Great days in Phnom Penh, Cambodia
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After Ankor Wat I probably did what few tourists have ever done. I went back to see the sun set and because I had very little time, I actually took a few pictures of Angkor Wat and then found my Tuc Tuc driver to take me to this small mountain. The sun was already setting and so I had to run up the mountain to see anything up there. I had herds of Japanese and other tourists in my way as they were coming down but I continued my run all the way to the top and was fortunate to find a great view of Angkor. Relieved and exhausted I was standing up on the mountain, looking down at the lake, rice fields and Angkor Wat that was still lit up by the sun. There were still many tourists but I had found some peace and satisfaction and was now able to slowly walk back to find by driver. It had been an eventful day and me and my friend from Canada went to grab some beers. While I was gone, he had actually gotten a massage and was very happy about that, but a bit disturbed about the fact that the “woman” was touching him too much in somewhat improper parts. The next day when we got up, we actually walked by the massage parlor and I pointed out the one and only transvestite to him and guess what … he had once again hit the jackpot. Funny, but foreigners really have a hard time distinguishing them and you kind of need a few months to learn how to differentiate them.
At night and after 2 showers, we decided to go for a few more drinks but that did not work out too well. I went home early because I was really tired again and Ivan stayed with some English girls at the bar. However, once home I met 3 guys from Poland that I was trying to help out by explaining to them how to make an Internet phone call. It didn’t quite work because of the slow connection but we did end up having a few more drinks and discussion. It was a weird crowd, a real estate broker, an artist (check out wallst.pl) and a disabled guy in a wheel chair; some really nice guys though.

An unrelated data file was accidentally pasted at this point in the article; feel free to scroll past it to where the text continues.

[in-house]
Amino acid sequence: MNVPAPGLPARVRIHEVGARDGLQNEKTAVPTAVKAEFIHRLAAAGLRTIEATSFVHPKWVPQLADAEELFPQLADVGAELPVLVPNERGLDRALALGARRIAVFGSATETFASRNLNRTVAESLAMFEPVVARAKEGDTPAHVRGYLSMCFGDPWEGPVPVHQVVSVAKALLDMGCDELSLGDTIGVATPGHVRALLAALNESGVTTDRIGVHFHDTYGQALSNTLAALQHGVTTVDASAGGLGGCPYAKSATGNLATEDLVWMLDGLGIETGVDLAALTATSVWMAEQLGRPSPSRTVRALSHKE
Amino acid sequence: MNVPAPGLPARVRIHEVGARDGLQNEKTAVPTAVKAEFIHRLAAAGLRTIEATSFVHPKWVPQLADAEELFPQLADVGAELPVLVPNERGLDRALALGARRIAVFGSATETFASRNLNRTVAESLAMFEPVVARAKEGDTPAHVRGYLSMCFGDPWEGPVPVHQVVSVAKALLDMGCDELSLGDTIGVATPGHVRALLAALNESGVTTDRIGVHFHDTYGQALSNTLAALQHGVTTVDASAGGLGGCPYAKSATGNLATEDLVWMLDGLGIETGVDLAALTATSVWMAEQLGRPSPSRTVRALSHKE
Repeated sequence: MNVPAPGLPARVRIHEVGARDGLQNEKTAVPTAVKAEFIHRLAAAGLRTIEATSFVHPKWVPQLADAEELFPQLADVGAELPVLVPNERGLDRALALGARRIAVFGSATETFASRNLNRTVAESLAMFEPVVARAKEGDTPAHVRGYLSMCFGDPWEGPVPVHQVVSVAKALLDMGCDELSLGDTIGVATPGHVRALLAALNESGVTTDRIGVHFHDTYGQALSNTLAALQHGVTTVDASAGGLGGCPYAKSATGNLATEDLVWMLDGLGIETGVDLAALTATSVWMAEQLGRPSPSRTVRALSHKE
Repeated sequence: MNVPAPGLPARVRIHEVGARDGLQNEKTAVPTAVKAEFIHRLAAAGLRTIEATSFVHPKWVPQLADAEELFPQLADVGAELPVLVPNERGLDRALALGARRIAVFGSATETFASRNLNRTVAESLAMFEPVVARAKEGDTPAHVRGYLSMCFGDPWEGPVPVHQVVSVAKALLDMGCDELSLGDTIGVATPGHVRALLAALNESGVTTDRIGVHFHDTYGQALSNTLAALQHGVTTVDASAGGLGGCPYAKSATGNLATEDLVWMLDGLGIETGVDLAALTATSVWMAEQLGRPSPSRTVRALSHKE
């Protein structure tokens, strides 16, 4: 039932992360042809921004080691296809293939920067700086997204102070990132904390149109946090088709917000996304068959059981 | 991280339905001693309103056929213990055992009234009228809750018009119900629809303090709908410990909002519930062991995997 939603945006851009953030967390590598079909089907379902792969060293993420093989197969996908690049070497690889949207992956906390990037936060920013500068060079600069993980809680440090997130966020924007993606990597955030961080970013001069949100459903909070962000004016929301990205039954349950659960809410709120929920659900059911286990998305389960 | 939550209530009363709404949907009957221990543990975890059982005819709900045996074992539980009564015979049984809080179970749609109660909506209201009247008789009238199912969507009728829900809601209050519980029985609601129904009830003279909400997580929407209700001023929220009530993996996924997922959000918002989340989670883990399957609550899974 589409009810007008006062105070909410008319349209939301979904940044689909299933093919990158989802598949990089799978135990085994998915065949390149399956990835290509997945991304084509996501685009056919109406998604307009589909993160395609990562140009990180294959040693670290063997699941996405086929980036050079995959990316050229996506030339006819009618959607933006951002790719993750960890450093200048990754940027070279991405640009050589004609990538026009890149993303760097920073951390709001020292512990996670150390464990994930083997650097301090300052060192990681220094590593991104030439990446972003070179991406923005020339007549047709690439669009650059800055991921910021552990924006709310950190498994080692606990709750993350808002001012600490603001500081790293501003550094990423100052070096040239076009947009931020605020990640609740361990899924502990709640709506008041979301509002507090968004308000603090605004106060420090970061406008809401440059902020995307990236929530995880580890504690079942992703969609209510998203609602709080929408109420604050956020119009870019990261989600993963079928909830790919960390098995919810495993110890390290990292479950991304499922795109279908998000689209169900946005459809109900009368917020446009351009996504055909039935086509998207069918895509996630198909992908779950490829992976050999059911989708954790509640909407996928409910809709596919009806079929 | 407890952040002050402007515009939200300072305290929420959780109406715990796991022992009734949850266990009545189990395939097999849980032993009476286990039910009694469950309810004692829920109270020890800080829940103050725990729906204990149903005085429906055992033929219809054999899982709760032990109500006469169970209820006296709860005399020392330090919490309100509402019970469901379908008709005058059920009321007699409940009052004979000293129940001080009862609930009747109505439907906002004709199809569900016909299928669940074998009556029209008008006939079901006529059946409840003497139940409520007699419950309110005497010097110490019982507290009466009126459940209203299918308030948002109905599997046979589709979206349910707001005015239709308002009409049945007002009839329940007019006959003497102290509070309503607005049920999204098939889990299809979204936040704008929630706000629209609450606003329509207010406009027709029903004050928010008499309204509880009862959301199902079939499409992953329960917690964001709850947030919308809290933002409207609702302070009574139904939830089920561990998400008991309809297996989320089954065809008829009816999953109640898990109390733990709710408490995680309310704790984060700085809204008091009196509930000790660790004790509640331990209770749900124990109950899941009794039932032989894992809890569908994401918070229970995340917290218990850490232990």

The next morning we left for Phnom Penh. We were really tired so we slept the first part of trip and then just watch the scenery. The drive takes about 5 hours and you’re basically driving through all these rural areas with lush rice fields, smiling people, and strange transports. Once we arrived in Phnom Penh it was really overwhelming. The locals got out of the bus first and then we decided to also leave the bus. We basically followed two Germans that we had met in the bus and had recommended a nice guest house to us. Once we were outside there was this crazy commotion and about 20 Tuc Tuc drivers starting yelling and bidding for us. It was like a small version of the Chicago Board of Trade or Wall Street itself. People screaming prices, running at you “my friend, my friend, need tuc tuc?”, “$2 per person”, “$4 Sir…”, “I have big tuc tuc” and so on…. The funniest thing is that in Cambodia, Tuc Tuc drivers will first win the bidding war and then when they have gotten away a few streets, they will stop, look back and say to you with a cheeky smile “Ahh, emm, (smiling some more) … where you want to go, Sir?”. This is standard practice and they will always be embarrassed about it somewhat. Anyhow, we did get back alright and were happy to have checked into a quite nice place with pictures on the walls drawn by children. The guesthouse apparently operates 4 places and uses some of the funds to develop schools and kindergartens. After checking in, we went across the street to S-21 or Tuan Sluen Prison which was one of the most terrible extermination camps during the Khmer Rouge. A very disturbing place and a very upsetting place somehow. First of all, the place is run down and there are almost no tourists and especially no Cambodian tourists. The info flyer actually tells you that a lot of things are breaking down and they need to be fixed, so this prison needs immediate funding. It’s like 30 years after this happened, Cambodians do not care to see these sites and the government rather pockets all the money that they make. I had heard from many people now that the Cambodian government is really corrupt and doesn’t care about their people and culture heritage, and this was just another reminder. All in all about 12,000 people were killed at that site, mainly intellectuals and people with intl. contacts. During this time, if you were wearing glasses, it was a reason to get you executed. After having dominated the largest region in South East Asia for many years, they gradually went back to the Stone Age.